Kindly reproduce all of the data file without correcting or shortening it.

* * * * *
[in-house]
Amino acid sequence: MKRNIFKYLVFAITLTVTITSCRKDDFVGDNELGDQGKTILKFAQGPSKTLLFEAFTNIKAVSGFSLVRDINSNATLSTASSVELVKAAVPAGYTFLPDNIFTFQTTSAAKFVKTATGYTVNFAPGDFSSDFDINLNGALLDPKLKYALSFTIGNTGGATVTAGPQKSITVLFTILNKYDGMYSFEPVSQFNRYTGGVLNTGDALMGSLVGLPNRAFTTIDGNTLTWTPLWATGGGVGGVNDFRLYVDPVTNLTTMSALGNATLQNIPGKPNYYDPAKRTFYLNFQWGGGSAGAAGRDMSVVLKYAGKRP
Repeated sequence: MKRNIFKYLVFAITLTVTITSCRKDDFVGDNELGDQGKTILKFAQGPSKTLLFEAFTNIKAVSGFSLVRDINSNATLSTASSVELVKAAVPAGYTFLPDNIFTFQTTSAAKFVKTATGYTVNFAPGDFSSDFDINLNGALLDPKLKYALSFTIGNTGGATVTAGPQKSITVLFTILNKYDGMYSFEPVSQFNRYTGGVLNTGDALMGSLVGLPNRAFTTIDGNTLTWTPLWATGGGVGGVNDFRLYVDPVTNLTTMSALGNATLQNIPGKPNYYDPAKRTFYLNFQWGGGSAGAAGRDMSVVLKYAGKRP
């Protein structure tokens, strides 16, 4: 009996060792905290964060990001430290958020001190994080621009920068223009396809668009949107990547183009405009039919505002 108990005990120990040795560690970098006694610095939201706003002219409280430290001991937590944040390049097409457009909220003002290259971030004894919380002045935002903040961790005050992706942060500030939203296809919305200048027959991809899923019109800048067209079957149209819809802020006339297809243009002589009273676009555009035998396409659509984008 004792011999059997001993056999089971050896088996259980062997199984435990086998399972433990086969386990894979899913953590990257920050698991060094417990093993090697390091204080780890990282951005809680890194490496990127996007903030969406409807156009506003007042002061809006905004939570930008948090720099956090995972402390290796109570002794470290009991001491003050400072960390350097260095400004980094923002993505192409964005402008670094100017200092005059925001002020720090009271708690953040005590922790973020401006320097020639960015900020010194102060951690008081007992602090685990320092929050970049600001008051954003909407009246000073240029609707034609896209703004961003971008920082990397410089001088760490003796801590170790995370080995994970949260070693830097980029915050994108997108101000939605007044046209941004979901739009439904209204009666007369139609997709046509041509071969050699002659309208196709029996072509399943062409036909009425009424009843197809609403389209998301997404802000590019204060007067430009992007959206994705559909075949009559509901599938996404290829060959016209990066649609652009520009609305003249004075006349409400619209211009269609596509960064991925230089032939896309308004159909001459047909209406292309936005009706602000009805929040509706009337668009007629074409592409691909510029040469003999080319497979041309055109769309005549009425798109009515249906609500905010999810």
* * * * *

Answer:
[in-house]
Amino acid sequence: MKRNIFKYLVFAITLTVTITSCRKDDFVGDNELGDQGKTILKFAQGPSKTLLFEAFTNIKAVSGFSLVRDINSNATLSTASSVELVKAAVPAGYTFLPDNIFTFQTTSAAKFVKTATGYTVNFAPGDFSSDFDINLNGALLDPKLKYALSFTIGNTGGATVTAGPQKSITVLFTILNKYDGMYSFEPVSQFNRYTGGVLNTGDALMGSLVGLPNRAFTTIDGNTLTWTPLWATGGGVGGVNDFRLYVDPVTNLTTMSALGNATLQNIPGKPNYYDPAKRTFYLNFQWGGGSAGAAGRDMSVVLKYAGKRP
Repeated sequence: MKRNIFKYLVFAITLTVTITSCRKDDFVGDNELGDQGKTILKFAQGPSKTLLFEAFTNIKAVSGFSLVRDINSNATLSTASSVELVKAAVPAGYTFLPDNIFTFQTTSAAKFVKTATGYTVNFAPGDFSSDFDINLNGALLDPKLKYALSFTIGNTGGATVTAGPQKSITVLFTILNKYDGMYSFEPVSQFNRYTGGVLNTGDALMGSLVGLPNRAFTTIDGNTLTWTPLWATGGGVGGVNDFRLYVDPVTNLTTMSALGNATLQNIPGKPNYYDPAKRTFYLNFQWGGGSAGAAGRDMSVVLKYAGKRP
């Protein structure tokens, strides 16, 4: 009996060792905290964060990001430290958020001190994080621009920068223009396809668009949107990547183009405009039919505002 108990005990120990040795560690970098006694610095939201706003002219409280430290001991937590944040390049097409457009909220003002290259971030004894919380002045935002903040961790005050992706942060500030939203296809919305200048027959991809899923019109800048067209079957149209819809802020006339297809243009002589009273676009555009035998396409659509984008 004792011999059997001993056999089971050896088996259980062997199984435990086998399972433990086969386990894979899913953590990257920050698991060094417990093993090697390091204080780890990282951005809680890194490496990127996007903030969406409807156009506003007042002061809006905004939570930008948090720099956090995972402390290796109570002794470290009991001491003050400072960390350097260095400004980094923002993505192409964005402008670094100017200092005059925001002020720090009271708690953040005590922790973020401006320097020639960015900020010194102060951690008081007992602090685990320092929050970049600001008051954003909407009246000073240029609707034609896209703004961003971008920082990397410089001088760490003796801590170790995370080995994970949260070693830097980029915050994108997108101000939605007044046209941004979901739009439904209204009666007369139609997709046509041509071969050699002659309208196709029996072509399943062409036909009425009424009843197809609403389209998301997404802000590019204060007067430009992007959206994705559909075949009559509901599938996404290829060959016209990066649609652009520009609305003249004075006349409400619209211009269609596509960064991925230089032939896309308004159909001459047909209406292309936005009706602000009805929040509706009337668009007629074409592409691909510029040469003999080319497979041309055109769309005549009425798109009515249906609500905010999810």